Sunday, February 20, 2011

On manly writing

I was asked to give a presentation in front of several of my fellow managers about diversity. To set the scene: there were about twenty people in the room, with a mixture of men and women, and all sorts of ethnic backgrounds.

The first thing I said was, "I am a minority." Understand this is coming from a white male. The reactions varied from shock, disbelief, skepticism and confusion. In addition, I thought one of the people in the room was going to throw something at me.

I followed up by saying, "I am a member of the Church of Jesus Christ of Latter-day Saints, also known as the Mormons."

The atmosphere in the room eased up a bit, some people even smiling. And then I hit them up with this question, "All right, now how many of you are wondering how many wives I have?"

There was scattered laughter and a few nodding heads.

My response? "Well, I do believe most, if not all of you, have pre-judged me based on my gender, race and religion."

What point was I trying to make? That it is human nature to connect attributes or make assumptions about people based on their overall classification.

In developing my career as a writer, I've found that male authors seem to be in the minority. Maybe it's just my imagination. Also, it seems that if you are a male writer, it's almost expected to be more rough and, well, manly, in your writing. And there is some truth in that.

I found the response I got from The Hidden Sun was quite interesting. Women loved the romantic elements, as well as the character development. The guys? Well, they liked the action sequences and the twists and turns. Me? I'll have to admit, it was more fun to write the action parts. In fact, the follow up book, The Waxing Moon, is much more of an adventure story, though there are still plenty of interesting characters and yes, there is romance.

Have I found it more difficult to be a male author versus being a female author? Well, I can't say, since I've never been a female author. Is there is stigma when it comes to being a male author? Possibly.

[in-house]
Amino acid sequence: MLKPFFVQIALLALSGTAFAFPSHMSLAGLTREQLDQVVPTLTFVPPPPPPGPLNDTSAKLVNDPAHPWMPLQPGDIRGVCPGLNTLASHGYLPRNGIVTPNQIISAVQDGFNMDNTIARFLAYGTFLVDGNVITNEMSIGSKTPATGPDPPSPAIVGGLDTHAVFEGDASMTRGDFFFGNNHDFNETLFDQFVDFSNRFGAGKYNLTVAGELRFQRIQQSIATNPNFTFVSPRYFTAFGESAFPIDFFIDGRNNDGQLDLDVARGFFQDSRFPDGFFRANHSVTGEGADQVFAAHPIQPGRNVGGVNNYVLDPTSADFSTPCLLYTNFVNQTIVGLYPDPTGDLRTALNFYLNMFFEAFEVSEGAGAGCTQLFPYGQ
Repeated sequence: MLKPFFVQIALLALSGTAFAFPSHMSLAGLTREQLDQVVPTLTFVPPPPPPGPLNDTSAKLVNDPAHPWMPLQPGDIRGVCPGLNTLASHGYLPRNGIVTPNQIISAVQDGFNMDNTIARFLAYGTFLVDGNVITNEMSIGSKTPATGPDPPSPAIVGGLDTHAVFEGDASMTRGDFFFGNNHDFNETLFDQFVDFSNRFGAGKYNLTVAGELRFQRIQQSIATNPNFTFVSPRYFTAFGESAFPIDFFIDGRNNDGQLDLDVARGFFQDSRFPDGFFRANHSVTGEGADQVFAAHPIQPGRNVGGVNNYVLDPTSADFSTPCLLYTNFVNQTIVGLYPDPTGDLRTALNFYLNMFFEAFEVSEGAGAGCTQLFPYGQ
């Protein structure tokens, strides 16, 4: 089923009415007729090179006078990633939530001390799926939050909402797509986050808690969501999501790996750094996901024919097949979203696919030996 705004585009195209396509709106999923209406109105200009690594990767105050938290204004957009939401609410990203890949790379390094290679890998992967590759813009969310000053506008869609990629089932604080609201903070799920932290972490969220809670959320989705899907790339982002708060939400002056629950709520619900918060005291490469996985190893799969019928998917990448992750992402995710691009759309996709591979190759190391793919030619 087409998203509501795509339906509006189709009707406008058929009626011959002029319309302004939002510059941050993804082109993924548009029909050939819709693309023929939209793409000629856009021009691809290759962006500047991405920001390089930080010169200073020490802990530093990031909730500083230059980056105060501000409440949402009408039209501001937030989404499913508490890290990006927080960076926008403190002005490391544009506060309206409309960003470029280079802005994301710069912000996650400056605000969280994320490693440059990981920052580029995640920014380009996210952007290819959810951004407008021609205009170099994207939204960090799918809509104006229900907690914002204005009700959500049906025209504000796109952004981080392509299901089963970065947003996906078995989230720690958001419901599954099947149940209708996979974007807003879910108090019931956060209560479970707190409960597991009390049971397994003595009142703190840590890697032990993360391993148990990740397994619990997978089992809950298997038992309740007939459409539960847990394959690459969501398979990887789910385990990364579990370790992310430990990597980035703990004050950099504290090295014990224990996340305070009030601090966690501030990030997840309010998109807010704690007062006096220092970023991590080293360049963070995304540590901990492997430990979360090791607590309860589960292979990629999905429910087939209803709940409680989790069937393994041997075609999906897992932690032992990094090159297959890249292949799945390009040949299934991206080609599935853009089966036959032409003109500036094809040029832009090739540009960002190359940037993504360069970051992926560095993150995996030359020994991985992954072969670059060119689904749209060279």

The simple truth is that men and women are different. I've uncovered this highly scientific diagram to prove my point:

Need more proof? After a nine year study by some super top secret government agency (at a cost of 17.3 Billion dollars to the tax payers), the following study was released about shopping habits of men vs women:

So, are there different expectations for male writers versus their female counterparts? I'll have to go with "yes" on that one.

When I was first shopping The Hidden Sun, I got a response back telling me that if I were to add some sex scenes, swearing and more violence, they would be interested. I wonder what would have happened if I had submitted the same story under the fictitious name "Suzie Unicorn". . .


  1. Jason, how I love your wittiness! I think you forgot children in the female brain there somewhere--or at least that's how the Elizabeth Brain works out over here on my end.

    I feel that if you had listened and put in sex, more violence and swearing, you wouldn't be LDS. Just like the missionary saying: Look once, your a man. Look twice, your not a missionary.

    I'm glad you stand up for your moral values and portray them in your work. I also LOVE Don Carey's Bumpy Landings. It's So wonderful, have you read it? It has a LOT of romance, but a 'turning of age' kinda thing for the MC.

    This is funny, but when I come across a male author who keeps things clean (IE, you, Don...), I throw my fist up in the air and pump it. Okay, not literally, but spiritually. Those kinda men are rare! Gotta love 'em!

    Thanks for this funny post, you made me laugh!

    ♥.•*¨ Elizabeth ¨*•.♥

  2. This comment has been removed by the author.

  3. PS--I hope I didn't offend anyone by my comment on "you wouldn't be LDS". I was just pointing out the "missionary" comparison.

    Sorry if I stepped on any toys.

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